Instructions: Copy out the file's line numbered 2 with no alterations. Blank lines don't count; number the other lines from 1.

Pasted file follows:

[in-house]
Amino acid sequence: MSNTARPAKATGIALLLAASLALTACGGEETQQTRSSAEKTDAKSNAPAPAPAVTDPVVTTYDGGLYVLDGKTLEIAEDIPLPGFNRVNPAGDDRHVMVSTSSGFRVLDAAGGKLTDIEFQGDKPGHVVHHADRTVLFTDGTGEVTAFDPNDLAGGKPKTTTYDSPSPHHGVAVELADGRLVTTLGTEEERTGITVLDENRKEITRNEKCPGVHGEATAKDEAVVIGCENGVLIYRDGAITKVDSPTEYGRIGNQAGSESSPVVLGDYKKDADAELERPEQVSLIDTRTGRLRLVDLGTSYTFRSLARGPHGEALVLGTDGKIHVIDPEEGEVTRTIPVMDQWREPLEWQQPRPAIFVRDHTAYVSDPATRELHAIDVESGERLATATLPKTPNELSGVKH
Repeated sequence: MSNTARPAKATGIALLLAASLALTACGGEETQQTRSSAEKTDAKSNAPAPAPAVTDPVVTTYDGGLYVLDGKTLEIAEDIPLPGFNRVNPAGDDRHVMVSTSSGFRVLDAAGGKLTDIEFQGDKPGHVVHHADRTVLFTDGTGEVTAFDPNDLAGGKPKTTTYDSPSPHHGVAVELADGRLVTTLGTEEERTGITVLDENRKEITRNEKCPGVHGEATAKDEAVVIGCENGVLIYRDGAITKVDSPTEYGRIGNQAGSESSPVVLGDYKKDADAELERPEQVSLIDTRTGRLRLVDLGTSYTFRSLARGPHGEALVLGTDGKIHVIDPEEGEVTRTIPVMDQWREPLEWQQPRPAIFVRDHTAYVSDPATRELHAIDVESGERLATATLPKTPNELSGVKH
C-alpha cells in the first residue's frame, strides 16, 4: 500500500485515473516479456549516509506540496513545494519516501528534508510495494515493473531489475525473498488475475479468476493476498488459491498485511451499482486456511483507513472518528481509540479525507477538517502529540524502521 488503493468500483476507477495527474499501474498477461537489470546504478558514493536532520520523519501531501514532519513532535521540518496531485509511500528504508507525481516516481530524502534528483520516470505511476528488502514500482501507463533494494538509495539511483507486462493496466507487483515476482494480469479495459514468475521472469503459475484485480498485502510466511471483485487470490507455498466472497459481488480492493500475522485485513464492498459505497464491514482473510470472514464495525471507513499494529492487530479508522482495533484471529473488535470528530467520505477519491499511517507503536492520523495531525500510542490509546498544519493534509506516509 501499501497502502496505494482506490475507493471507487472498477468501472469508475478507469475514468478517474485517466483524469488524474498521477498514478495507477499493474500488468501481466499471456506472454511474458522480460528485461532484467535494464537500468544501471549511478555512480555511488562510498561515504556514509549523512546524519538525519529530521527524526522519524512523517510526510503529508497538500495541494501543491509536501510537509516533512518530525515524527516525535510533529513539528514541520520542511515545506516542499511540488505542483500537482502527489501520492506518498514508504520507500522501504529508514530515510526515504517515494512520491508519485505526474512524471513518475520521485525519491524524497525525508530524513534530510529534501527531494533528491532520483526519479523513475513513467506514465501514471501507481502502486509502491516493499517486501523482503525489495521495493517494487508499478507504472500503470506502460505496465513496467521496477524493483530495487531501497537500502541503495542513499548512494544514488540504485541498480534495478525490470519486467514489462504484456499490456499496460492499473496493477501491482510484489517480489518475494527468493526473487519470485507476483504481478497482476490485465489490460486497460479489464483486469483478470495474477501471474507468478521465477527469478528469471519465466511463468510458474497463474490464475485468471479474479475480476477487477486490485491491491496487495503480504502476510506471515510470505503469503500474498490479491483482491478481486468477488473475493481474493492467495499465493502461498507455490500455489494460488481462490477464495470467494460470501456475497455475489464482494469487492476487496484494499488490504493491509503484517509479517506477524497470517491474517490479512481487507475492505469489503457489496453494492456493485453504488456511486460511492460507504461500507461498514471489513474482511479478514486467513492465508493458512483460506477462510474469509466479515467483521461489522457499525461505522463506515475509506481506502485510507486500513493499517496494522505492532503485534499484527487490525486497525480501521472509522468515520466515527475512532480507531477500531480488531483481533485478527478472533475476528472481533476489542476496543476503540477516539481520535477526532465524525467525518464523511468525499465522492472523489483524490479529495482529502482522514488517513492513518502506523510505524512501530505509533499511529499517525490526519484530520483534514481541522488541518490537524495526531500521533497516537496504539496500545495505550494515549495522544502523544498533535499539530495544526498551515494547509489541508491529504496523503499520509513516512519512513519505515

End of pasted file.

Amino acid sequence: MSNTARPAKATGIALLLAASLALTACGGEETQQTRSSAEKTDAKSNAPAPAPAVTDPVVTTYDGGLYVLDGKTLEIAEDIPLPGFNRVNPAGDDRHVMVSTSSGFRVLDAAGGKLTDIEFQGDKPGHVVHHADRTVLFTDGTGEVTAFDPNDLAGGKPKTTTYDSPSPHHGVAVELADGRLVTTLGTEEERTGITVLDENRKEITRNEKCPGVHGEATAKDEAVVIGCENGVLIYRDGAITKVDSPTEYGRIGNQAGSESSPVVLGDYKKDADAELERPEQVSLIDTRTGRLRLVDLGTSYTFRSLARGPHGEALVLGTDGKIHVIDPEEGEVTRTIPVMDQWREPLEWQQPRPAIFVRDHTAYVSDPATRELHAIDVESGERLATATLPKTPNELSGVKH